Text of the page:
Moravia reached its largest territorial extent under the king Svätopluk I, (Svatopluk in Czech), who ruled from 870 to 894. Although the borders of his empire cannot be exactly determined, he controlled the core territories of Moravia as well as other neighbouring regions, including Bohemia, most of Slovakia and parts of Slovenia, Hungary, Poland and Ukraine, for some periods of his reign. Separatism and internal conflicts emerging after Svätopluk's death contributed to the fall of Great Moravia, which was overrun by the Hungarians who then included the territory of the now Slovakia in their domains. The exact date of Moravia's collapse is unknown, but it occurred between 902 and 907.

Moravia experienced significant cultural development under King Rastislav, with the arrival in 863 of the mission of Saints Cyril and Methodius. After his request for missionaries had been refused in Rome, Rastislav asked the Byzantine emperor to send a "teacher" (učitelja) to introduce literacy and a legal system (pravьda) to Great Moravia. The request was granted. The missionary brothers Cyril and Methodius introduced a system of writing (the Glagolitic alphabet) and Slavonic liturgy, the latter eventually formally approved by Pope Adrian II. The Glagolitic script was probably invented by Cyril himself and the language he used for his translations of holy scripts and his original literary creation was based on the Slavic dialect he and his brother Methodius knew from their native Thessaloniki. The language, termed Old Church Slavonic, was the direct ancestral language for Bulgarian, and therefore also referred to as Old Bulgarian. Old Church Slavonic, therefore, differed somewhat from the local Slavic dialect of Great Moravia which was the ancestral idiom to the later dialects spoken in Moravia and western Slovakia.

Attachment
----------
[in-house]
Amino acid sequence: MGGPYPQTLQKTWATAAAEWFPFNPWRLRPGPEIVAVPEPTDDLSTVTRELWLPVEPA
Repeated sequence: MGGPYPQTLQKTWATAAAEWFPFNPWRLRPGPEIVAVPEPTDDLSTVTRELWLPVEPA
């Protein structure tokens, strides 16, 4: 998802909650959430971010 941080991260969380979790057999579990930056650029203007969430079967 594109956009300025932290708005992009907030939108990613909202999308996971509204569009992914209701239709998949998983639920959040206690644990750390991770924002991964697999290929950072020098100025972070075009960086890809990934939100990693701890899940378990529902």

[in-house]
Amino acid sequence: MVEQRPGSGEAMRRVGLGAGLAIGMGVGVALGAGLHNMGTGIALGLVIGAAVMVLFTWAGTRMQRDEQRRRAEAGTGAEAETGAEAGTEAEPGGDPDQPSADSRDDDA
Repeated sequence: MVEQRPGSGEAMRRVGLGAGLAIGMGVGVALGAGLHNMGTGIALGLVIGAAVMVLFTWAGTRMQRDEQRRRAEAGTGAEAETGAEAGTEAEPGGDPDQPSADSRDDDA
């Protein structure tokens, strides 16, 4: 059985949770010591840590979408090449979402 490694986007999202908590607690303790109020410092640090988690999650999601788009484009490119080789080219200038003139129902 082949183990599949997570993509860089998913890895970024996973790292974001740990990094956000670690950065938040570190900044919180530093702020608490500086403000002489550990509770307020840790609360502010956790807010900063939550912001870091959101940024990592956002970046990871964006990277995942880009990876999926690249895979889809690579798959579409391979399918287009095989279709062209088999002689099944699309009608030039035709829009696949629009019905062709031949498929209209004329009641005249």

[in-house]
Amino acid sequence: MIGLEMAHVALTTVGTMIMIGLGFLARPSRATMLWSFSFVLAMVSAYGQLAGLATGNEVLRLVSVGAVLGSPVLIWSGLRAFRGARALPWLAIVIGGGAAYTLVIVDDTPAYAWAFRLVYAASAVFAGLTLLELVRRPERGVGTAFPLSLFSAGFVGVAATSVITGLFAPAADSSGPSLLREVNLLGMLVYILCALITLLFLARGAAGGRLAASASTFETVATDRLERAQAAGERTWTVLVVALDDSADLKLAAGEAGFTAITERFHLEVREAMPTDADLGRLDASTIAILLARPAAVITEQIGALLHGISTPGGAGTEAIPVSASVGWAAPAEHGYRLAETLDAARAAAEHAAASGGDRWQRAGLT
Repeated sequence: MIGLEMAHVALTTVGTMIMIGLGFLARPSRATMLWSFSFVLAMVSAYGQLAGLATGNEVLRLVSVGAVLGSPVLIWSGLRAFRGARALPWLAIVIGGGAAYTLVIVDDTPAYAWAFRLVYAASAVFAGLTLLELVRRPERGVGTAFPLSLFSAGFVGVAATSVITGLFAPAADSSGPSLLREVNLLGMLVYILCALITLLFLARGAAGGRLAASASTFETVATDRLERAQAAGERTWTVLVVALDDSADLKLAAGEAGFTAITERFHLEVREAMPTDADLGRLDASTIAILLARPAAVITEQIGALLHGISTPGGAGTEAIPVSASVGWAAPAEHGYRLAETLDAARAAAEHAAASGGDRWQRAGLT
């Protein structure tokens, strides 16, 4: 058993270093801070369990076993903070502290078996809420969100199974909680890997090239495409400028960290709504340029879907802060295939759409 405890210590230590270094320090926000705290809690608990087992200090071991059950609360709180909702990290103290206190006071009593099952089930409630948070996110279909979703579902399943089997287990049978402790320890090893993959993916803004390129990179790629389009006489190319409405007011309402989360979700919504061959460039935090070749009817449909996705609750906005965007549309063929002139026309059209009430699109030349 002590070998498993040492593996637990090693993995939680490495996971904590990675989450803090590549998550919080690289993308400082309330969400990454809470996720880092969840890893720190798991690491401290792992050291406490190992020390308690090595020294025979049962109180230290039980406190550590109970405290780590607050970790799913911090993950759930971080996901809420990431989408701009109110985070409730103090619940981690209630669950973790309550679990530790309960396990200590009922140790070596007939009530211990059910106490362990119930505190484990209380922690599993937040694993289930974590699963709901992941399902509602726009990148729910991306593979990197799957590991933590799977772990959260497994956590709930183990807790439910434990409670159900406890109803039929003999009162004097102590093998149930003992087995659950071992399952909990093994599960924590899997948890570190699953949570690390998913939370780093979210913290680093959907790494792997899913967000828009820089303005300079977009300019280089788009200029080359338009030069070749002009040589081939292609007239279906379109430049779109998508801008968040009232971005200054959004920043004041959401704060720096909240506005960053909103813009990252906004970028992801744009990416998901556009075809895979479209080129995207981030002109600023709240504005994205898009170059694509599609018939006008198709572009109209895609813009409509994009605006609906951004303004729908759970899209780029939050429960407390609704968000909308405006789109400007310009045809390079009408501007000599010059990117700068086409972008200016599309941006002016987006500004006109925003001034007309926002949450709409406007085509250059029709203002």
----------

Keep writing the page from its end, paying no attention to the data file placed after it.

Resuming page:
Later, the disciples of Cyril and Methodius were expelled from Great Moravia by King Svätopluk I, who re-orientated the Empire to Western Christianity. Nevertheless, the expulsion had a significant impact on countries where the disciples settled and from there continued their evangelizing missions - especially Southeastern Europe, firstly Bulgaria, and later Eastern Europe. Arriving in the First Bulgarian Empire, the disciples continued the Cyrilo-Methodian mission and the Glagolitic script was substituted by Cyrillic which used some of its letters. Early Cyrillic alphabet was developed during the 9th century AD at the Preslav Literary School. The Cyrillic script and translations of the liturgy were disseminated to other Slavic countries, particularly in the Balkans and Kievan Rus', charting a new path in these Slavic nations' cultural development and establishing the Cyrillic alphabets as they are now known in Bulgaria, Belarus, Macedonia, Mongolia, Montenegro, Russia, Serbia, and Ukraine.